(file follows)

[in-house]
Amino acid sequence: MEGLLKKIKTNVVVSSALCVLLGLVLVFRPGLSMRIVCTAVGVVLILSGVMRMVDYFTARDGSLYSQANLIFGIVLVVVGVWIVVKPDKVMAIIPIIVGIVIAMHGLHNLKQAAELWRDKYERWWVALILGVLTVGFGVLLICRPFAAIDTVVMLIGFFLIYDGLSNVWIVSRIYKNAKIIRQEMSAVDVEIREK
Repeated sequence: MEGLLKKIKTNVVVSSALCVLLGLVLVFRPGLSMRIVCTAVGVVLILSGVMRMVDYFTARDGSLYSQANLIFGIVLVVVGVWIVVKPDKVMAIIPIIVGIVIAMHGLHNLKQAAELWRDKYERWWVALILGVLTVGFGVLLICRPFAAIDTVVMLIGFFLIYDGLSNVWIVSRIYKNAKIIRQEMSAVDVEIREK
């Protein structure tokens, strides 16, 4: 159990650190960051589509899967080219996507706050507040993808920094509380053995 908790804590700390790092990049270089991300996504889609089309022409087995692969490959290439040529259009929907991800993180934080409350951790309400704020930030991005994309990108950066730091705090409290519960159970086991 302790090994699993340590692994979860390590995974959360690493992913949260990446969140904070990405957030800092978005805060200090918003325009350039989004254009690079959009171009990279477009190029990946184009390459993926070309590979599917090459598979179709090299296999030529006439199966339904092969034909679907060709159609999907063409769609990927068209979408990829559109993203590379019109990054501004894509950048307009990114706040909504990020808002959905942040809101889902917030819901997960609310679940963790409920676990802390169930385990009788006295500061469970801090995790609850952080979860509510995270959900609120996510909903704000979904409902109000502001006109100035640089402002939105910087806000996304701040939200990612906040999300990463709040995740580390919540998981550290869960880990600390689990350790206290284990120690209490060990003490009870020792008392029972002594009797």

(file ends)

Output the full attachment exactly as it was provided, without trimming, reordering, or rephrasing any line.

[in-house]
Amino acid sequence: MEGLLKKIKTNVVVSSALCVLLGLVLVFRPGLSMRIVCTAVGVVLILSGVMRMVDYFTARDGSLYSQANLIFGIVLVVVGVWIVVKPDKVMAIIPIIVGIVIAMHGLHNLKQAAELWRDKYERWWVALILGVLTVGFGVLLICRPFAAIDTVVMLIGFFLIYDGLSNVWIVSRIYKNAKIIRQEMSAVDVEIREK
Repeated sequence: MEGLLKKIKTNVVVSSALCVLLGLVLVFRPGLSMRIVCTAVGVVLILSGVMRMVDYFTARDGSLYSQANLIFGIVLVVVGVWIVVKPDKVMAIIPIIVGIVIAMHGLHNLKQAAELWRDKYERWWVALILGVLTVGFGVLLICRPFAAIDTVVMLIGFFLIYDGLSNVWIVSRIYKNAKIIRQEMSAVDVEIREK
């Protein structure tokens, strides 16, 4: 159990650190960051589509899967080219996507706050507040993808920094509380053995 908790804590700390790092990049270089991300996504889609089309022409087995692969490959290439040529259009929907991800993180934080409350951790309400704020930030991005994309990108950066730091705090409290519960159970086991 302790090994699993340590692994979860390590995974959360690493992913949260990446969140904070990405957030800092978005805060200090918003325009350039989004254009690079959009171009990279477009190029990946184009390459993926070309590979599917090459598979179709090299296999030529006439199966339904092969034909679907060709159609999907063409769609990927068209979408990829559109993203590379019109990054501004894509950048307009990114706040909504990020808002959905942040809101889902917030819901997960609310679940963790409920676990802390169930385990009788006295500061469970801090995790609850952080979860509510995270959900609120996510909903704000979904409902109000502001006109100035640089402002939105910087806000996304701040939200990612906040999300990463709040995740580390919540998981550290869960880990600390689990350790206290284990120690209490060990003490009870020792008392029972002594009797």